Challenges, obstacles, adversities, limitations and setbacks can make you feel that you are being left out of the success that others around you are experiencing in life. You may feel isolated and you want to do something about it. If this sounds like you, I can assure you I have been there. I wanted to get my piece of the pie of success, and the only way I knew to do that was to be a productive member of our society.
For guys (I do not know about women) our jobs, our careers are often our identity. We judge (and we know we shouldn’t) other men’s worth by what type of work they do. We may look up to those who are in more prestigious careers than our own, and look down on others who have careers that are beneath our own – or even worse we look down on people who do not work (and are too young to retire or have no work history to speak of).
Because of these facts, as a disabled male, I felt inadequate and I didn’t like that feeling. I wanted to contribute to society – even if a traditional job was unlikely due to the impact the ischemic stroke to my spinal cord had on my mind and body,
Since the early days of my stroke, I have found seven ways that I was able to feel as if I was still a productive member of society and that I still have something to contribute to my community and our world.
Sell on eBay:
The first thing I did was to return to what I was doing before my stroke, I continued running my eBay business from my one-bedroom apartment. With my mobility being very limited when I first returned home from hospital, and my business taking a hit on its reputation from my inability to fulfill orders that came in during my hospital stay, I doubled-down my efforts to rebuilt my business and make it a success.
My plan did work. I was featured in a special edition of entrepreneur magazine about eBay selling in August of 2005. I was also a guest on eBay radio (podcast) from eBay Live in 2005, and my story was shared in a textbook in the spring of 2009.
Teaching a community education course
I took what I had learned from buying and selling on eBay and created an eBay course for our local community college. The course was so successful I was asked to teach it several additional times.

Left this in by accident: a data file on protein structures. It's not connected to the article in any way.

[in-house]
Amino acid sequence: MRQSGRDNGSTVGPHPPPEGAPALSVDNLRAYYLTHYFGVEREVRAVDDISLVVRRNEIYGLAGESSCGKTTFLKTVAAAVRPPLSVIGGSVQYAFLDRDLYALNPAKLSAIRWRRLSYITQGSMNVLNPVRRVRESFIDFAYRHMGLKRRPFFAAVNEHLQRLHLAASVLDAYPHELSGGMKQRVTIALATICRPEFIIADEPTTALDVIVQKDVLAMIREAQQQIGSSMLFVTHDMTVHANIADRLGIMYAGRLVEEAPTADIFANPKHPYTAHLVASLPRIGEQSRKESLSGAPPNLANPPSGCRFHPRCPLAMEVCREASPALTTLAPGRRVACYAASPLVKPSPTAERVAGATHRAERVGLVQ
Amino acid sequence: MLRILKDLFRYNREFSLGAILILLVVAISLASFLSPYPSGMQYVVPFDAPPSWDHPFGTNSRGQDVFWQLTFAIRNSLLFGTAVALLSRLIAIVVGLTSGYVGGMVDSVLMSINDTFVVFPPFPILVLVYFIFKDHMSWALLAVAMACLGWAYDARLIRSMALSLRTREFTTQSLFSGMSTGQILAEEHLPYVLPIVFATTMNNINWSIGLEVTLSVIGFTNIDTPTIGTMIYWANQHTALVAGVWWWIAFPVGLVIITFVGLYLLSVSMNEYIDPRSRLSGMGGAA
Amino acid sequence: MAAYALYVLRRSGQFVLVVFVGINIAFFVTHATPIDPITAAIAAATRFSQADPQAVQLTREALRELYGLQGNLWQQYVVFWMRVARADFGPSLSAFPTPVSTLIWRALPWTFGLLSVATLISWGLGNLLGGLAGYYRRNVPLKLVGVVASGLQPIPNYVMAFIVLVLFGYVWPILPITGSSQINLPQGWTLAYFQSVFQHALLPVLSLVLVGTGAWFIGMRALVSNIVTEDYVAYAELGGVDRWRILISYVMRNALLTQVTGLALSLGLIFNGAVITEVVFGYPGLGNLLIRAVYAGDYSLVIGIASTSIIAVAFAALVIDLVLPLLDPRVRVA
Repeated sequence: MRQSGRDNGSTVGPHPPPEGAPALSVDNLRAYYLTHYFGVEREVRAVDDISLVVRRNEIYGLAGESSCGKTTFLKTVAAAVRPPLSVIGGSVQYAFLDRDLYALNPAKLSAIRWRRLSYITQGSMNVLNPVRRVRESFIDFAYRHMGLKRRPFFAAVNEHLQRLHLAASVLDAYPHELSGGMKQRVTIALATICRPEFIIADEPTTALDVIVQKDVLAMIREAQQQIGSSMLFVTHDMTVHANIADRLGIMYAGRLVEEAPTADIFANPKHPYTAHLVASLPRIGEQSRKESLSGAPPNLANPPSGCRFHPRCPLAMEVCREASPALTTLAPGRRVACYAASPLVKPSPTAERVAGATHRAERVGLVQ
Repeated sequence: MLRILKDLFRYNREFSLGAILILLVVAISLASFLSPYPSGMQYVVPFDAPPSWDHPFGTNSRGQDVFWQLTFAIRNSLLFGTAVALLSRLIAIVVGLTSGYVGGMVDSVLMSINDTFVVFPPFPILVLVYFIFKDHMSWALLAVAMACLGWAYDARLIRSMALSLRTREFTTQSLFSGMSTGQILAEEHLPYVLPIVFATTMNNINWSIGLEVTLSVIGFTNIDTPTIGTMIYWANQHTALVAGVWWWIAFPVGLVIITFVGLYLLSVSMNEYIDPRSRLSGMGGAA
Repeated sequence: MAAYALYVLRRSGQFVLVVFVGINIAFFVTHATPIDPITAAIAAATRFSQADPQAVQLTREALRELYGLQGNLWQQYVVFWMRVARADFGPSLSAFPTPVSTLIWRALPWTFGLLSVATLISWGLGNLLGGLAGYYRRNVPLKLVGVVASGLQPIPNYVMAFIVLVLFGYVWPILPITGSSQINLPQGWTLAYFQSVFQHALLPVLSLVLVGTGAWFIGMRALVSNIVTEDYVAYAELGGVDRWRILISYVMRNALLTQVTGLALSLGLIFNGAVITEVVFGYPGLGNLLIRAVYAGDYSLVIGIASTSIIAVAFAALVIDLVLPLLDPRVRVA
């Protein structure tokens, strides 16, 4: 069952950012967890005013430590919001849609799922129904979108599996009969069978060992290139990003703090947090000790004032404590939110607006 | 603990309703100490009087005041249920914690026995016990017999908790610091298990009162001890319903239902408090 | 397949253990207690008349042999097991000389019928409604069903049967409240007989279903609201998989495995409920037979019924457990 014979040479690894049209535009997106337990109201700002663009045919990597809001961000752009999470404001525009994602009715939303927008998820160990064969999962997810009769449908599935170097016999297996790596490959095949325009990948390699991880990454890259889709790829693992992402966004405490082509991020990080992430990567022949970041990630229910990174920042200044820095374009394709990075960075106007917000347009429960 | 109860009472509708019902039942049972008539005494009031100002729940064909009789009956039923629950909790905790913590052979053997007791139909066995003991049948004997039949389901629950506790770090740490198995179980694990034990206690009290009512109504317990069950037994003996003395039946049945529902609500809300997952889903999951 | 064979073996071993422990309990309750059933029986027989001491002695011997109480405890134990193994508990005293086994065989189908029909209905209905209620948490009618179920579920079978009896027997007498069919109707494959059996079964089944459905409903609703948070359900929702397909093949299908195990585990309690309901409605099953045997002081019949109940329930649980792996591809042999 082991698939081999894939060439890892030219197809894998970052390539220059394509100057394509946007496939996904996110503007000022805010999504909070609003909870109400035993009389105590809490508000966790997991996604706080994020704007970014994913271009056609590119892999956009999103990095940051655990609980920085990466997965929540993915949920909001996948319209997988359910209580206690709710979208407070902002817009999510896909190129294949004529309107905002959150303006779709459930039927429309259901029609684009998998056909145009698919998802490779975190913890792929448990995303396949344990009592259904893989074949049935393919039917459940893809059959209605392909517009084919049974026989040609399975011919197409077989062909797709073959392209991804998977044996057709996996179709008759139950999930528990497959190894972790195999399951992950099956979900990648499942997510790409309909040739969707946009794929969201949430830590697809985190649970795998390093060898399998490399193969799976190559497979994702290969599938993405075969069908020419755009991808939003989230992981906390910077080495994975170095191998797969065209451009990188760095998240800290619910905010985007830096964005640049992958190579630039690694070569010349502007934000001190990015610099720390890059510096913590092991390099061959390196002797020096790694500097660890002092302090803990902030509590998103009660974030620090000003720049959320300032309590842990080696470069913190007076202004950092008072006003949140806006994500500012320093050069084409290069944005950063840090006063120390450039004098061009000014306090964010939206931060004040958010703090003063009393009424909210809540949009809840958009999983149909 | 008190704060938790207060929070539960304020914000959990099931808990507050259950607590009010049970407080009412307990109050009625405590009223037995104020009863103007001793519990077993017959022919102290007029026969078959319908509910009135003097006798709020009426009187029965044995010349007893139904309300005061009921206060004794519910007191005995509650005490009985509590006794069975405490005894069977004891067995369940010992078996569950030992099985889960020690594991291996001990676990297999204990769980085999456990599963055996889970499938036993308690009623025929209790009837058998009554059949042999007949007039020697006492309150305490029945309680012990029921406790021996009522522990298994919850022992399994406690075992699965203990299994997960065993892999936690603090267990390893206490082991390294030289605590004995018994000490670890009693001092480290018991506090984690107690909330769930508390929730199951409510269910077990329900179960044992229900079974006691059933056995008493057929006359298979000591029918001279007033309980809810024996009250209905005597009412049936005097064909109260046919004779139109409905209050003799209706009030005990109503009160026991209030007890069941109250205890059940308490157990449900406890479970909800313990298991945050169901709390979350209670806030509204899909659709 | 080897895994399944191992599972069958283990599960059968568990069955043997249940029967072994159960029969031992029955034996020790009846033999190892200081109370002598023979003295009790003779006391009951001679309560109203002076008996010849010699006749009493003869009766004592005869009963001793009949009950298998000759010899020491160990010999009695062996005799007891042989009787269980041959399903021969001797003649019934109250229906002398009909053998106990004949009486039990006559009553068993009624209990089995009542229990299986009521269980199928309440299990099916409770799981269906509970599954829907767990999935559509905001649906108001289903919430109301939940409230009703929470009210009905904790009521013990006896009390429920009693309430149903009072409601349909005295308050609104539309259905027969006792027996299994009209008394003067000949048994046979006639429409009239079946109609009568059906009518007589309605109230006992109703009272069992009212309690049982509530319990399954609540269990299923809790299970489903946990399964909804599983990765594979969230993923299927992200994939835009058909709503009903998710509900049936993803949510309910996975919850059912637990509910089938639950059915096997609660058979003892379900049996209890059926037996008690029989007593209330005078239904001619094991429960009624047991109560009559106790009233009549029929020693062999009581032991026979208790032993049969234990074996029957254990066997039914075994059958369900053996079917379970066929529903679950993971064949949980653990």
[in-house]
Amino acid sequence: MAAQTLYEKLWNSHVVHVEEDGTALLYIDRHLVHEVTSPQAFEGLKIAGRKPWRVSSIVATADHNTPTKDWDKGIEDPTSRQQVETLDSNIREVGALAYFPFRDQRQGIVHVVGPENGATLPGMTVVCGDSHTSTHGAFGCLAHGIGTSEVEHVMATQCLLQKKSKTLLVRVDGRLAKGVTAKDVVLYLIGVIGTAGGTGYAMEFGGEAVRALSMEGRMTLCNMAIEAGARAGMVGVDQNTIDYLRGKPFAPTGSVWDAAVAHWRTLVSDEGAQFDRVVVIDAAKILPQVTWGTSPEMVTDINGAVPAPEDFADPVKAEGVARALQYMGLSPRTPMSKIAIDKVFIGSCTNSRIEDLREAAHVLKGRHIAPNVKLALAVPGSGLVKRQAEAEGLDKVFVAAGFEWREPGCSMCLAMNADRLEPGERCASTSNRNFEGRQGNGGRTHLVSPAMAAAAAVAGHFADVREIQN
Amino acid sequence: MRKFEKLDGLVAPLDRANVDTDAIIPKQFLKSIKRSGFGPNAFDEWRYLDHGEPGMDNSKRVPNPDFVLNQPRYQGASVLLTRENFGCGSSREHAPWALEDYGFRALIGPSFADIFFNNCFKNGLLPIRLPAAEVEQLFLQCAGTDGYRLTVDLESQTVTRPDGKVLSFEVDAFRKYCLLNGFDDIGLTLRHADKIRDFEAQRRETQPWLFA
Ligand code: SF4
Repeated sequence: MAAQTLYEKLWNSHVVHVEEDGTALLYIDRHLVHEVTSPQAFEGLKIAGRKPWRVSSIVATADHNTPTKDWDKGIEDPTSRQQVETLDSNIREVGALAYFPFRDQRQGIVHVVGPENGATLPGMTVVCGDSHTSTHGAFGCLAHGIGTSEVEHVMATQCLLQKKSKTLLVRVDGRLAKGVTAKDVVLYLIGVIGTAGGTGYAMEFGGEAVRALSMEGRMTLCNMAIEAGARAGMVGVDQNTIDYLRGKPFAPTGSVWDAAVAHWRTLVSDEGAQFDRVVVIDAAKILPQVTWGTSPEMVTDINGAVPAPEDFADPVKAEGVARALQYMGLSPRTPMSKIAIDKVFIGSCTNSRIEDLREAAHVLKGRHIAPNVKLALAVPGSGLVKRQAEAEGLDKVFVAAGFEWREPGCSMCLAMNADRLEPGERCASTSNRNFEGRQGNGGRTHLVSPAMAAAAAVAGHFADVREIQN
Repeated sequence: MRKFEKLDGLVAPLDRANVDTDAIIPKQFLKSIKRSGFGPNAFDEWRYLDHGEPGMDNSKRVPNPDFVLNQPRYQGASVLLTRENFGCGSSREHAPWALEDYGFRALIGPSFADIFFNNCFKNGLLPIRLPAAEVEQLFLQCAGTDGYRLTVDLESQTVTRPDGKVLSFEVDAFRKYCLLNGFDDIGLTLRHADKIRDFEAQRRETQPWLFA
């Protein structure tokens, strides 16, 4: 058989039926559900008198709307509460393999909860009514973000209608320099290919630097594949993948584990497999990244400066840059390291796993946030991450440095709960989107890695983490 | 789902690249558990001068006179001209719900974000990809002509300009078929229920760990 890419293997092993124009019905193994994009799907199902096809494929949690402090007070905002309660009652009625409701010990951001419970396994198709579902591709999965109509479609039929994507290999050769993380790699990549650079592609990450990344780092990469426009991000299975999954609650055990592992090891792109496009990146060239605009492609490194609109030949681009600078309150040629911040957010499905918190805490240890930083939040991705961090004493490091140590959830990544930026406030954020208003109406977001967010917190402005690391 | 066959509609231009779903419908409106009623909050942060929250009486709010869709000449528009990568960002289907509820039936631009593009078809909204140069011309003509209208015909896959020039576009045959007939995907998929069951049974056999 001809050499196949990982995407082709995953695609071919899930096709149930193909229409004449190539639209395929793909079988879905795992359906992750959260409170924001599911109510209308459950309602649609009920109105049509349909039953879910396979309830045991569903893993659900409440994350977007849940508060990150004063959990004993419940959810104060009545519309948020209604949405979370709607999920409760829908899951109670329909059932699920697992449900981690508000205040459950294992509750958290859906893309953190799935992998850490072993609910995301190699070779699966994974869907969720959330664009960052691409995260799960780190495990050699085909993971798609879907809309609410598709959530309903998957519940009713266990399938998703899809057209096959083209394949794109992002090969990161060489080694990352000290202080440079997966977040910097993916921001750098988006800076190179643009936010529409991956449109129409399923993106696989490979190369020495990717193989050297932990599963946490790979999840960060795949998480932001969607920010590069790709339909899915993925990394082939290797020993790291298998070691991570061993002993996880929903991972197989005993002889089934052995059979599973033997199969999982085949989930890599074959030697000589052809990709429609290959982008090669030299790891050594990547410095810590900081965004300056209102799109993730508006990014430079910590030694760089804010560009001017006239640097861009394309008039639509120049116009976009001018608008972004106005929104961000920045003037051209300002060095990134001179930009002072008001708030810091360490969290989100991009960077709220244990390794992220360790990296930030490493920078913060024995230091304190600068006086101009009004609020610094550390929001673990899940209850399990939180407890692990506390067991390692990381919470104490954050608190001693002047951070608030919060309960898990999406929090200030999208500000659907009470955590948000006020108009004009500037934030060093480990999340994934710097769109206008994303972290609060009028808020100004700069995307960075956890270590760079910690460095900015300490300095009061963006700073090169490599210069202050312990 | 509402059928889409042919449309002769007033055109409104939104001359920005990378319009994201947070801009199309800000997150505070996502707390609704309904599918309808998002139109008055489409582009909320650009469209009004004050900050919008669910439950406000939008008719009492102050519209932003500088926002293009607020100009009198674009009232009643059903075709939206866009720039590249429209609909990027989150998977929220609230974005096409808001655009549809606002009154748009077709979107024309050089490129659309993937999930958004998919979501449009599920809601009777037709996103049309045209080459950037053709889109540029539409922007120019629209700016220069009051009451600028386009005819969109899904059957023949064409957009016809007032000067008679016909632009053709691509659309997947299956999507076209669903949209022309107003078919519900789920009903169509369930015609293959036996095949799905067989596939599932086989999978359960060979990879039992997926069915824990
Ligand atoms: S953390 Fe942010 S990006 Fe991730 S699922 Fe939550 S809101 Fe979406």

Ticket taker for a minor league baseball team,
For a brief period, I worked as a ticket taker for the local minor league team. It was a good job as I could sit on my scooter and take the tickets from the fans attending the games or hand out programs as they entered the park.
Volunteer as a lunch buddy
For almost eight years I volunteered as a lunch buddy in our local area school district. A lunch buddy (also called a lunch pal) is an adult who comes to school at least once a week and has lunch with a school aged student. During lunch the adult acts as a friend and a mentor to a kid, screened by the school who needs a positive role model in his or her life during a difficult time.
Contact your local school districts, your local Big Brothers Big Sisters chapter or local Bright futures chapter to inquire about becoming a lunch buddy or lunch pal.
My experience of being a patient in hospitals throughout my life since birth along with sitting with my in-laws while my grandmother in law and mother in law passed away in hospital gave me the compassion and experience I needed to be both sympathetic and empathetic for the families who nervously waited in the waiting room of the ICU in our local hospital.
I worked in our local ICU for more than five years. During that time, I was recognized for my work by the Missouri Association of Hospital Auxiliaries as their volunteer of the year in 2015 and the Joplin Regional Business Journals salute to health care volunteer of the year in 2016.
Volunteer at a medical school
I briefly volunteered at a local medical university as a standardized patient. A standardized patient (also called a SP) is someone who pretends to be a patient while medical students practice their diagnostic skills. The best part of this volunteer work is that they paid me for it.
Start a writing career
While volunteering as lunch buddy, at the local ICU and as a SP, I have written 2 books that are on sale on Amazon. The first is the Cheeseball Clann: Who’s Your Bully? (a book written for middle grade students about dealing with bullying – fiction) and “It Doesn’t Define me: How I Rebuilt my life after surviving an ischemic stroke to my spinal cord. (memoir).
I am currently writing this weekly blog, entering writing contests, submitting short stories for consideration for possible publication to books like Chicken Soup for the Soul and I will soon be submitting articles for possible publication in magazines.
These seven ways, along with supporting my wife in her career, has allowed me to feel as if I am a productive member of our society, despite my physical limitations.